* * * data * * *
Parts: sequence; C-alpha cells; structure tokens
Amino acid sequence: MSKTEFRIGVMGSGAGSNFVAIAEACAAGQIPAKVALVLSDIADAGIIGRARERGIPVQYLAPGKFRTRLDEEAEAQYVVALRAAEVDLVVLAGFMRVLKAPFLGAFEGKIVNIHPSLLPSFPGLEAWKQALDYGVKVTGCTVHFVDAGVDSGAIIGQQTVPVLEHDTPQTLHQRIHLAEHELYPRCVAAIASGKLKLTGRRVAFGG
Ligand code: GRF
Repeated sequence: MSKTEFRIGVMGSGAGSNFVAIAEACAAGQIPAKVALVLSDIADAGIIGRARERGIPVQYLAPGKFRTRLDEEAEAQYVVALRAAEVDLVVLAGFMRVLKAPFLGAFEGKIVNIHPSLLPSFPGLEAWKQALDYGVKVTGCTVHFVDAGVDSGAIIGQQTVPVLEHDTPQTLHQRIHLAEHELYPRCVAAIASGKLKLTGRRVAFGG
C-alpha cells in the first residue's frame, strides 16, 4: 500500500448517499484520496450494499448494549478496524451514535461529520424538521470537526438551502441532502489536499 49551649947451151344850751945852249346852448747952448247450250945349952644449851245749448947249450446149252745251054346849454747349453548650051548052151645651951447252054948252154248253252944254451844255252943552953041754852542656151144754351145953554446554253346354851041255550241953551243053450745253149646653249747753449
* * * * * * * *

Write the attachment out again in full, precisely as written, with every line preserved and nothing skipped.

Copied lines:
Parts: sequence; C-alpha cells; structure tokens
Amino acid sequence: MSKTEFRIGVMGSGAGSNFVAIAEACAAGQIPAKVALVLSDIADAGIIGRARERGIPVQYLAPGKFRTRLDEEAEAQYVVALRAAEVDLVVLAGFMRVLKAPFLGAFEGKIVNIHPSLLPSFPGLEAWKQALDYGVKVTGCTVHFVDAGVDSGAIIGQQTVPVLEHDTPQTLHQRIHLAEHELYPRCVAAIASGKLKLTGRRVAFGG
Ligand code: GRF
Repeated sequence: MSKTEFRIGVMGSGAGSNFVAIAEACAAGQIPAKVALVLSDIADAGIIGRARERGIPVQYLAPGKFRTRLDEEAEAQYVVALRAAEVDLVVLAGFMRVLKAPFLGAFEGKIVNIHPSLLPSFPGLEAWKQALDYGVKVTGCTVHFVDAGVDSGAIIGQQTVPVLEHDTPQTLHQRIHLAEHELYPRCVAAIASGKLKLTGRRVAFGG
C-alpha cells in the first residue's frame, strides 16, 4: 500500500448517499484520496450494499448494549478496524451514535461529520424538521470537526438551502441532502489536499 49551649947451151344850751945852249346852448747952448247450250945349952644449851245749448947249450446149252745251054346849454747349453548650051548052151645651951447252054948252154248253252944254451844255252943552953041754852542656151144754351145953554446554253346354851041255550241953551243053450745253149646653249747753449